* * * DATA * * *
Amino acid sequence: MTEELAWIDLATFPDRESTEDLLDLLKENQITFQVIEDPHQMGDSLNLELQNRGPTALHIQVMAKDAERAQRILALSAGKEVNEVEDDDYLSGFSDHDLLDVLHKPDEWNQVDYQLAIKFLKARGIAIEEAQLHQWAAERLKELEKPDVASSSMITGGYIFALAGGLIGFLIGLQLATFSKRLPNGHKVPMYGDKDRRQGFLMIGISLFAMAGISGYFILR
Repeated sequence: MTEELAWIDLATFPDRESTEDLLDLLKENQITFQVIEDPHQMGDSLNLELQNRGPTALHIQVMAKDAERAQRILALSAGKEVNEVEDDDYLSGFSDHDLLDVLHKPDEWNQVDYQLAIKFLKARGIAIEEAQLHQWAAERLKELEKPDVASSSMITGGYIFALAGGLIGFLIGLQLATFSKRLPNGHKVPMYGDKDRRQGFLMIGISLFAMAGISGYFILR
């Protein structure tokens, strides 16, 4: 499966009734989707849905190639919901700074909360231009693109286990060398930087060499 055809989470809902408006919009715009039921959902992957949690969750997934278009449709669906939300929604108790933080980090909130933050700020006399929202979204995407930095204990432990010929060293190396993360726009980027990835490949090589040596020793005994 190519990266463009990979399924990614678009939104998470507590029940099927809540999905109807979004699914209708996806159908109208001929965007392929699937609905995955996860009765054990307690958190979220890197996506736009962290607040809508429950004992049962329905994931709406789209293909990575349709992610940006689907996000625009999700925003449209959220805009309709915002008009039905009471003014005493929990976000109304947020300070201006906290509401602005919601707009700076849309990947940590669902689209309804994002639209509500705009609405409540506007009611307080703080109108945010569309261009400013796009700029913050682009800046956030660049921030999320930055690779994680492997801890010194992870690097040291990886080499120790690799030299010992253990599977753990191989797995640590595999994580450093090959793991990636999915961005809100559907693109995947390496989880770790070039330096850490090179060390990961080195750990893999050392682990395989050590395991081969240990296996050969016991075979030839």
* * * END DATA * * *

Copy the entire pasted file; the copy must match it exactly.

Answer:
Amino acid sequence: MTEELAWIDLATFPDRESTEDLLDLLKENQITFQVIEDPHQMGDSLNLELQNRGPTALHIQVMAKDAERAQRILALSAGKEVNEVEDDDYLSGFSDHDLLDVLHKPDEWNQVDYQLAIKFLKARGIAIEEAQLHQWAAERLKELEKPDVASSSMITGGYIFALAGGLIGFLIGLQLATFSKRLPNGHKVPMYGDKDRRQGFLMIGISLFAMAGISGYFILR
Repeated sequence: MTEELAWIDLATFPDRESTEDLLDLLKENQITFQVIEDPHQMGDSLNLELQNRGPTALHIQVMAKDAERAQRILALSAGKEVNEVEDDDYLSGFSDHDLLDVLHKPDEWNQVDYQLAIKFLKARGIAIEEAQLHQWAAERLKELEKPDVASSSMITGGYIFALAGGLIGFLIGLQLATFSKRLPNGHKVPMYGDKDRRQGFLMIGISLFAMAGISGYFILR
């Protein structure tokens, strides 16, 4: 499966009734989707849905190639919901700074909360231009693109286990060398930087060499 055809989470809902408006919009715009039921959902992957949690969750997934278009449709669906939300929604108790933080980090909130933050700020006399929202979204995407930095204990432990010929060293190396993360726009980027990835490949090589040596020793005994 190519990266463009990979399924990614678009939104998470507590029940099927809540999905109807979004699914209708996806159908109208001929965007392929699937609905995955996860009765054990307690958190979220890197996506736009962290607040809508429950004992049962329905994931709406789209293909990575349709992610940006689907996000625009999700925003449209959220805009309709915002008009039905009471003014005493929990976000109304947020300070201006906290509401602005919601707009700076849309990947940590669902689209309804994002639209509500705009609405409540506007009611307080703080109108945010569309261009400013796009700029913050682009800046956030660049921030999320930055690779994680492997801890010194992870690097040291990886080499120790690799030299010992253990599977753990191989797995640590595999994580450093090959793991990636999915961005809100559907693109995947390496989880770790070039330096850490090179060390990961080195750990893999050392682990395989050590395991081969240990296996050969016991075979030839």